Is it Thomas' Time?

Is it Thomas' Time?

CHAPEL HILL, N.C. – The largest member of the North Carolina football team has earned a spot in the rotation at defensive tackle this spring. Now 6-foot-4, 330-pound redshirt freshman Cam Thomas must make the most of his opportunity.

"Garrett Reynolds is little bit taller, but yes, Cam is the biggest player on the team," DT coach Kenny Browning said.

Weight is an issue, as it has and probably will be throughout his career. Thomas is on a perpetual reducing plan, but Browning stresses the advantages of long-term weight loss.

"We need to continue to work on his weight, which he's doing," Bunting said. "He's made a commitment to that."

Spread out at an angle, Thomas can easily tie up two offensive linemen. He's a natural hole plugger. But Thomas also has the potential to become a mainstay on the Tar Heels' defensive front for years to come; if, he can continue to absorb the accelerated teaching he's receiving these final days of his first spring practice and into preseason camp.

"He's going to be on the field this year," head coach John Bunting said. "He's got strength – very, very strong. He's a guy that can possibly replace Shelton Bynum a year from now."

Bunting believes Thomas is the first Division I caliber football player to come out of North Moore High School, which also produced former vice-presidential candidate John Edwards. Thomas was a beloved figure trolling the halls of North Moore -- his magnetic demeanor gentle as a mother's love.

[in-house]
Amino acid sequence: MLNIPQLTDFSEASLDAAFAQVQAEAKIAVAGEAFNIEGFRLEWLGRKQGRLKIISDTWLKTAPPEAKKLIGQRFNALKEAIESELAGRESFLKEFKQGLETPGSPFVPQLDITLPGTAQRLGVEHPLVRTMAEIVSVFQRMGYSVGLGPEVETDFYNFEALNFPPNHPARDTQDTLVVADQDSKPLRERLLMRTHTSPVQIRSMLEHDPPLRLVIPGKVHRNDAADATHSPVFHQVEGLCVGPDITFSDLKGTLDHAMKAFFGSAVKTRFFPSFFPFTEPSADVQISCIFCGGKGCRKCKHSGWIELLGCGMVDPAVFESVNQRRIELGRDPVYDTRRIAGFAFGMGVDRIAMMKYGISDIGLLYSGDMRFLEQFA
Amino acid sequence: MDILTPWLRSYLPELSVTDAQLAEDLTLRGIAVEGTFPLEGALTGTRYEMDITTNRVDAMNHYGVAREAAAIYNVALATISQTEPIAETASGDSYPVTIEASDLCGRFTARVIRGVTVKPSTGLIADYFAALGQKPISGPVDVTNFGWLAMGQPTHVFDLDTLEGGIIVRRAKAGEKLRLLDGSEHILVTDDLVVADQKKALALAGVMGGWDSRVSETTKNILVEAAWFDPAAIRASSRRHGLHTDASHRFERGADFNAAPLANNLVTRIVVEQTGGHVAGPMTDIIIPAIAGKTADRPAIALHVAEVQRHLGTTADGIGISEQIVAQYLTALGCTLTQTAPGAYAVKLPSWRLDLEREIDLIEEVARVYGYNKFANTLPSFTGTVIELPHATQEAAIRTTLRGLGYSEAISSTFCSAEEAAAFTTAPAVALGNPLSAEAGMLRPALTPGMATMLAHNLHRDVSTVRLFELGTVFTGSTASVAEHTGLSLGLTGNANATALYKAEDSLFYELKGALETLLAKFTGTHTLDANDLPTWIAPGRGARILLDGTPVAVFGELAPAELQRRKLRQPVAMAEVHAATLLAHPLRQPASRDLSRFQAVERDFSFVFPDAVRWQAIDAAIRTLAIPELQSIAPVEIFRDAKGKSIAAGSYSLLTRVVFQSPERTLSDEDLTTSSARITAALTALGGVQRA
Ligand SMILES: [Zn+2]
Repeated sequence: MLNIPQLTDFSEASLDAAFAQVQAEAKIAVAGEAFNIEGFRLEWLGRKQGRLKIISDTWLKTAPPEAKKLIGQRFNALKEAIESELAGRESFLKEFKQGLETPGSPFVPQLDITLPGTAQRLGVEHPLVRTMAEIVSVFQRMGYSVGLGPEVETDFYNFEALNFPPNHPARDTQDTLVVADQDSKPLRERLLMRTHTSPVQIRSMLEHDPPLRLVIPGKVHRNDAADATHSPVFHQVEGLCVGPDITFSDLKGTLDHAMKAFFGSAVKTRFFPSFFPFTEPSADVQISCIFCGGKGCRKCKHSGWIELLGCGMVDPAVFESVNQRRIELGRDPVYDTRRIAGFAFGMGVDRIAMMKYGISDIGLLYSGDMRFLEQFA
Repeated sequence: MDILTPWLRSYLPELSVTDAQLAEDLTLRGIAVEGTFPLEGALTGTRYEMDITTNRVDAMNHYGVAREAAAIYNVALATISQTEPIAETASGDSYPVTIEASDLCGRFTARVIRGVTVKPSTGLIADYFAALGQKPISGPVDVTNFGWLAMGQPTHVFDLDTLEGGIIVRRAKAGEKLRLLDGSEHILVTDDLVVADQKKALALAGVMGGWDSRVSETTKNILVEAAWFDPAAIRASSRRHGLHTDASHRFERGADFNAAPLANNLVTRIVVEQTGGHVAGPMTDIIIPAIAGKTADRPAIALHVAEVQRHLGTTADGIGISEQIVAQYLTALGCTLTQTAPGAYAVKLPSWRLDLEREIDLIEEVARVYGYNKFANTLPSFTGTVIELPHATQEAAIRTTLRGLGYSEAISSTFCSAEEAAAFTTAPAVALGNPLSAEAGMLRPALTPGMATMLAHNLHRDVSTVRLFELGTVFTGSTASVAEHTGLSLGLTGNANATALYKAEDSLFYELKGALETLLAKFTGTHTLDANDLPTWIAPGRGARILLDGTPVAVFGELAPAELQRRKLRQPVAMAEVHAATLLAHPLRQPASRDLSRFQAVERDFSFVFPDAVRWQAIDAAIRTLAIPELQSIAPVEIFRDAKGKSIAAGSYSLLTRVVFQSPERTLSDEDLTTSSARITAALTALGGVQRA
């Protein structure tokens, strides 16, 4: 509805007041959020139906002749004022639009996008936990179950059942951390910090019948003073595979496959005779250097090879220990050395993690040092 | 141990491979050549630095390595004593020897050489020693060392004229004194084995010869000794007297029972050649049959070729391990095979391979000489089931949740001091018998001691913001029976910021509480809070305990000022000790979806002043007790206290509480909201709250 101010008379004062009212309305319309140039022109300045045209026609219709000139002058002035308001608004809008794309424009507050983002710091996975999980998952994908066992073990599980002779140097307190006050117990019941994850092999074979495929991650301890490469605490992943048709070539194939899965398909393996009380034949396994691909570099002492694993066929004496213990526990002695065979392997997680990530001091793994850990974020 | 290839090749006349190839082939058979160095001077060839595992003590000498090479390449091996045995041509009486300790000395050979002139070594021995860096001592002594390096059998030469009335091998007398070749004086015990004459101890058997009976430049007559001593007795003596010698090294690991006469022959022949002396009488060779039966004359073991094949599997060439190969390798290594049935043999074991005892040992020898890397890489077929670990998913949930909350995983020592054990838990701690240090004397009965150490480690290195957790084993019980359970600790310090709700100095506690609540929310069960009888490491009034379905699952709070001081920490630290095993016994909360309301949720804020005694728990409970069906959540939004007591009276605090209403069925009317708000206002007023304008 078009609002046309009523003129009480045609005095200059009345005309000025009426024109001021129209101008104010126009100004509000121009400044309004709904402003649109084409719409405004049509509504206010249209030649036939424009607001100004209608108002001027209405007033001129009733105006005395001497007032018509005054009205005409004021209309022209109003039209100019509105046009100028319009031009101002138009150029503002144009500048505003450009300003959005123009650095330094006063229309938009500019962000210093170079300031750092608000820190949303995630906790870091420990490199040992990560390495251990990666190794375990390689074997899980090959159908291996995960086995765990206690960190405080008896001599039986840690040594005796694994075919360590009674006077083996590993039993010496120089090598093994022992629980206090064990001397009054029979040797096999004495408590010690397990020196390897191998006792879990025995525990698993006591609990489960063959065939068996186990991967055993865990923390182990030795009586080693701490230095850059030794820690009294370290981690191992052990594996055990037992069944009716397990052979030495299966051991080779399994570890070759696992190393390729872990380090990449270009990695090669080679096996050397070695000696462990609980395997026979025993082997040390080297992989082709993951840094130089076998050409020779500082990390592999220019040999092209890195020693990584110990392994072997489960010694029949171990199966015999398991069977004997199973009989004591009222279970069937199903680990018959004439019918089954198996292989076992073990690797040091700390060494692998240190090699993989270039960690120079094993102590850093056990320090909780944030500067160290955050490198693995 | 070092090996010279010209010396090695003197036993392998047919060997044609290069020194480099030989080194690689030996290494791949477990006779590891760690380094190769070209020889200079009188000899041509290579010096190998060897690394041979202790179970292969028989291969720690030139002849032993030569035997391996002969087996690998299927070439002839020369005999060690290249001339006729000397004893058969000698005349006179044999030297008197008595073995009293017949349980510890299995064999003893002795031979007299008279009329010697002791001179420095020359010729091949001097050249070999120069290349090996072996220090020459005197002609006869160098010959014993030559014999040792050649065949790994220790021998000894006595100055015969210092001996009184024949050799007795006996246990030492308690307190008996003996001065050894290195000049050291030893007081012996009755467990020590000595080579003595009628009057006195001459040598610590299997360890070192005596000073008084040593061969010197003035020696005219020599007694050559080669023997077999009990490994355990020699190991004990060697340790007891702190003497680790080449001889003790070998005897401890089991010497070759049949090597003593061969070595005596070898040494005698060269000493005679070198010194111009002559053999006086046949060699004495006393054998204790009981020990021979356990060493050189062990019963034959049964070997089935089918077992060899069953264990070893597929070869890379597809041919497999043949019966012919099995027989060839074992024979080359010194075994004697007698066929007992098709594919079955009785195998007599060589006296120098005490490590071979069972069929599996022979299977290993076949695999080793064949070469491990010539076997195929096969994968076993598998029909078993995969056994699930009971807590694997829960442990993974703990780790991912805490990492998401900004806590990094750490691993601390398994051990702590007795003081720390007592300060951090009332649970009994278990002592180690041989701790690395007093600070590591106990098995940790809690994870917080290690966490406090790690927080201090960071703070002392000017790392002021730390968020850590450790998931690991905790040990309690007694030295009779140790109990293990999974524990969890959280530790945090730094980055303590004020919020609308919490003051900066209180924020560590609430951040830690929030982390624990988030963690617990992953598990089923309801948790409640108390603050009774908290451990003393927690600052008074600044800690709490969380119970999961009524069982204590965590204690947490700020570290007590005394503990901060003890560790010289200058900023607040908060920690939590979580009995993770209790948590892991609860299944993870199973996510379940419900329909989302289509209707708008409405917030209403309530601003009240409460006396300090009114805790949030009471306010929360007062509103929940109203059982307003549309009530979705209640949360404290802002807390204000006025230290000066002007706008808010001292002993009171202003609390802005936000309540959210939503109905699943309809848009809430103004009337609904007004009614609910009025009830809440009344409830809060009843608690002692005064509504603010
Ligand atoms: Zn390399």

But is he tough enough to battle game in and game out in one of the most physically demanding spots on the field? And one where the Tar Heels expect to be deeper and more talented than in recent memory?

Toughness is not so much bred as developed over time in conjunction with increased confidence. Consider the hardening of Thomas – both physically and mentally – officially underway.

"The toughness issue is something that really gets developed over time," Bunting said. "It's hard for those first year guys coming in to develop it. It has to be demanded. It has to be taught. And the leadership has to help teach it, not just the coaches."

A workhorse fullback in high school, Thomas ran for 800 yards and 12 touchdowns as a senior. But Browning is teaching him technique on the defensive line now. He also led the team with 50 tackles on defense, but offense was where he played the most snaps at the prep level.

"He's a very willing pupil," Browning said. "I think he wants to be a good player. This has been a great spring for him to get this amount of work, and the physical nature of the position – just learning it. I'm pleased with his progress.

"He's got some talent, but he's still trying to change his body around from a conditioning standpoint."

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